Thank you! My husband is 51 and we have 3 small children. 5 yr old twins and a 2 yr old. Dr said that he could tell us with most certainty bone scan is negative. He told us active surveillance is out of the picture. And to be honest depending n the results of the MRI surgery will probably be the way my husband goes but from now until MRI should i be making consult appts or are they going to want those results? and the whole biopsy slides thing ??? so much to take in. thank you
Congratulations on having such a nice family. I'm sure your husband will be right there with you someday when they get married, have children, etc.
Yes, it does sound like there is a Gleason 7 involved. Gleason 7 is a moderately aggressive disease. The unofficial line of aggressivness kind of gets drawn after Gleason 7. In other words, Gleasons 8-9-10 are far more aggressive than Gleason 7. But, at the same time, a Gleason 7 usually still needs to be treated.
A bone scan and abdominal CT scan are standard tests that many uros order even for Gleason 6 patients -- just to establish a baseline. When my local uro (who DXd my Gleason 6 PC) ordered these tests, he assured me, in advance, that they WOULD be clear. He was right.
My surgeon at Mayo Clinic said he did not know why the uro even bothered with those scans.
You mentioned something about
radiation making urination problems "even worse?" Does this imply that he currently has urination problems (probably from BPH)? If so, his situation is similar to mine.
With me, the Mayo radiation oncologist I visited said EBR (external beam radiation) could cure me, but it could not solve my urination problems. So, in my case, surgery was the way to go in order to "kill both birds with one stone."
In any case, if he does have BPH, he should still learn all about
radiation and surgery so he can obtain firsthand knowledge directly from the appropriate specialists.
One last thought about
that covering doctor. I would be wary of ANY doctor who resists the idea of test results being double-checked/confirmed by a second lab.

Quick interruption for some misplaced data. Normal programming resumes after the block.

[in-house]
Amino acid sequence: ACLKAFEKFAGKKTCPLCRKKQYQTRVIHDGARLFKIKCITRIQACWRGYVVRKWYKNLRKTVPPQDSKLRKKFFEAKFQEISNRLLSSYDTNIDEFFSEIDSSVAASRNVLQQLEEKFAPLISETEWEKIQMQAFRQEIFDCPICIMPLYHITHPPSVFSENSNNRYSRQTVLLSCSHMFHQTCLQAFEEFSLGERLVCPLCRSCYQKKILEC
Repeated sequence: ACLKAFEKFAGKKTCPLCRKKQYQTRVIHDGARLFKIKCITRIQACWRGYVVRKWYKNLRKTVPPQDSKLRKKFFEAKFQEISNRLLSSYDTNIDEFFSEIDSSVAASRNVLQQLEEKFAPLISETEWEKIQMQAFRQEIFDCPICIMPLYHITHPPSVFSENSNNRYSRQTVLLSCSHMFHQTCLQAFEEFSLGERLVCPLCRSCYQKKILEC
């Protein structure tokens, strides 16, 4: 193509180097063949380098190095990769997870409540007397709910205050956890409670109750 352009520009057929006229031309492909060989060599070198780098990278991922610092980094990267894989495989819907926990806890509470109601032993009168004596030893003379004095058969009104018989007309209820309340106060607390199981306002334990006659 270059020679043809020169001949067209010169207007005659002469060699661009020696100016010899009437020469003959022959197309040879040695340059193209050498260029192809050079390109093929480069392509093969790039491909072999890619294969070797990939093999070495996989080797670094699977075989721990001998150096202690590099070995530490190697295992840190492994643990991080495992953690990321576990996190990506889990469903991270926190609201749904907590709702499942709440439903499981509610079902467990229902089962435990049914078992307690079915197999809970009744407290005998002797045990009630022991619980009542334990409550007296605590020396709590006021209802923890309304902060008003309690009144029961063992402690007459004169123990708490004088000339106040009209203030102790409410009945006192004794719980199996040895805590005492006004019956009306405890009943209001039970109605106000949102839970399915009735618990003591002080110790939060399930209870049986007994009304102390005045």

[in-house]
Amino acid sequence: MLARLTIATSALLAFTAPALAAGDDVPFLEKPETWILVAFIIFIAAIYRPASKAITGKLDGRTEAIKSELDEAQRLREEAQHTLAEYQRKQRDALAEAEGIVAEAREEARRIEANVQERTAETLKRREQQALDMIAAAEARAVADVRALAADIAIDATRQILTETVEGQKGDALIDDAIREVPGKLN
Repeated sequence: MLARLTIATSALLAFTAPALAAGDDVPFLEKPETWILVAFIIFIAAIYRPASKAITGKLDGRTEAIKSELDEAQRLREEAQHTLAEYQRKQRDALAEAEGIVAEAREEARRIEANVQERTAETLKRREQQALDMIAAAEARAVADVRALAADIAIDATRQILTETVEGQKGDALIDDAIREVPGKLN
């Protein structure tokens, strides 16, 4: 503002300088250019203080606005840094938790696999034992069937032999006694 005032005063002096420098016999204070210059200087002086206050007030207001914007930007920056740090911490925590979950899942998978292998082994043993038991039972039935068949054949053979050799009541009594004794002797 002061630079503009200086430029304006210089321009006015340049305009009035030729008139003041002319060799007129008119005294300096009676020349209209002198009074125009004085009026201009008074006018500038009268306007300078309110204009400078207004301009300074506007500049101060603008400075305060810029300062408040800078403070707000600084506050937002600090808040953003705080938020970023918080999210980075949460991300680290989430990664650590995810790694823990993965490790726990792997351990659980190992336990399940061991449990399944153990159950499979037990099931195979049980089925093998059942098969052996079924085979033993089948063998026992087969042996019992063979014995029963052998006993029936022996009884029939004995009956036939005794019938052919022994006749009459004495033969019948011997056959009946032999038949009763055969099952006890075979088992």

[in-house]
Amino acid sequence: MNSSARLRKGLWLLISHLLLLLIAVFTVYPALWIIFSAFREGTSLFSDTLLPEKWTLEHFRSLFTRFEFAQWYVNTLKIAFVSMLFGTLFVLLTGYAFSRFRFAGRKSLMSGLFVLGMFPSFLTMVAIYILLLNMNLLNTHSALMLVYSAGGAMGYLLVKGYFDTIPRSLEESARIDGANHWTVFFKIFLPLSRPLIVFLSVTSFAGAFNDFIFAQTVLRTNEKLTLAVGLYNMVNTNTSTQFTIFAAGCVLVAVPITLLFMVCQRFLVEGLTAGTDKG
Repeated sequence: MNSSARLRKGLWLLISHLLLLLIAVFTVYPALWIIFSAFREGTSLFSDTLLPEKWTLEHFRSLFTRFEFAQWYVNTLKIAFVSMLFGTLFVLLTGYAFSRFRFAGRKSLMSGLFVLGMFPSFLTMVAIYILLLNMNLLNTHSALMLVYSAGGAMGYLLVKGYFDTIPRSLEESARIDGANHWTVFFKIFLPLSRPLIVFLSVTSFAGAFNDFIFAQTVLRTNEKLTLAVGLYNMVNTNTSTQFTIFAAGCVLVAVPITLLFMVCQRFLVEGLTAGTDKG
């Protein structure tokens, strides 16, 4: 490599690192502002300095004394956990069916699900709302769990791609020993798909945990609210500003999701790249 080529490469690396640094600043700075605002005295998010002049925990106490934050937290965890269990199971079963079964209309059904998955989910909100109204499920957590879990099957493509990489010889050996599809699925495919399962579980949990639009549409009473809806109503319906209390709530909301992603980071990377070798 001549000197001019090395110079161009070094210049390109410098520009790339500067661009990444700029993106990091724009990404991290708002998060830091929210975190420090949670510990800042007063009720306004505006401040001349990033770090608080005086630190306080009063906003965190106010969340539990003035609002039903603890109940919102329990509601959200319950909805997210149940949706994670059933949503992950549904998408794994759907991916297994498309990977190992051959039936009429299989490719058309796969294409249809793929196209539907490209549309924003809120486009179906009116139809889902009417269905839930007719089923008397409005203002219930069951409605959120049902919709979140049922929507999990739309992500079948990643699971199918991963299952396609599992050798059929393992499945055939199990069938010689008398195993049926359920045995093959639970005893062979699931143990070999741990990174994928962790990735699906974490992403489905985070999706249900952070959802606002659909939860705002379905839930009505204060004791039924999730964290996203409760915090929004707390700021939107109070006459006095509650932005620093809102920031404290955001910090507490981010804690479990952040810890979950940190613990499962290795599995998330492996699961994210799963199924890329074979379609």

Resident of Highland, Indiana just outside of Chicago, IL.
July 2011 local PSA lab reading 6.41 (from 4.1 in 2009). Mayo Clinic PSA Sept. 2011 was 5.7.
Local urologist DRE revealed significant BPH, but no lumps.
PCa Dx Aug. 2011 at age of 61.
Biopsy revealed adenocarcinoma in 3 of 20 cores (one 5%, two 20%). T2C.
Gleason score 3+3=6.
CT of abdomen, bone scan both negative.
DaVinci prostatectomy 11/1/11 at Mayo Clinic (Rochester, MN), nerve sparing, age 62.
My surgeon was Dr. Matthew Tollefson, who I highly recommend.
Final pathology shows tumor confined to prostate.
5 lymph nodes, seminal vesicles, extraprostatic soft tissue all negative.
1.0 x 0.6 x 0.6 cm mass involving right posterior inferior,
right posterior apex & left mid posterior prostate.
Right posterior apex margin involved by tumor over a 0.2 cm length, doctor says this is insignificant.
Pathology showed Gleason 3 + 3, pT2c, N0, MX, R1
adenocarcinoma of the prostate.
Prostate 98.3 grams, tumor 2 grams. Prostate size 5.0 x 4.7 x 4.5 cm.
Abdominal drain removed the morning after surgery.
Catheter out in 7 days. No incontinence, occasional minor dripping.
Post-op exams 2/13/12, 9/10/12, 9/9/13 PSA <0.1. PSA tests now annual.
Firm erections now briefly happening in early mornings, 2 years post-op.
Post Edited (HighlanderCFH) : 2/28/2014 11:30:24 PM (GMT-7)